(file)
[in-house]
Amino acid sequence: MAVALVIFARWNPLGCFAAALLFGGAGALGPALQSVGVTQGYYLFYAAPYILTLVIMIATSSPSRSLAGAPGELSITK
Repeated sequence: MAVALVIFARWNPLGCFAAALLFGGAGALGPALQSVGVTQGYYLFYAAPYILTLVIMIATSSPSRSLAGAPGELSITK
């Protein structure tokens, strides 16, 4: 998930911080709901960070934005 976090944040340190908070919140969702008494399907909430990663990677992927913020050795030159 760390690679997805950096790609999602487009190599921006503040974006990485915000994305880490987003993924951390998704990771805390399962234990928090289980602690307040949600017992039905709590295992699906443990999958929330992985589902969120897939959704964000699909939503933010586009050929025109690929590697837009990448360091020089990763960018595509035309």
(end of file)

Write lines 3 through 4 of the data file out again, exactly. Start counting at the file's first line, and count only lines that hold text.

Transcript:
Repeated sequence: MAVALVIFARWNPLGCFAAALLFGGAGALGPALQSVGVTQGYYLFYAAPYILTLVIMIATSSPSRSLAGAPGELSITK
């Protein structure tokens, strides 16, 4: 998930911080709901960070934005 976090944040340190908070919140969702008494399907909430990663990677992927913020050795030159 760390690679997805950096790609999602487009190599921006503040974006990485915000994305880490987003993924951390998704990771805390399962234990928090289980602690307040949600017992039905709590295992699906443990999958929330992985589902969120897939959704964000699909939503933010586009050929025109690929590697837009990448360091020089990763960018595509035309």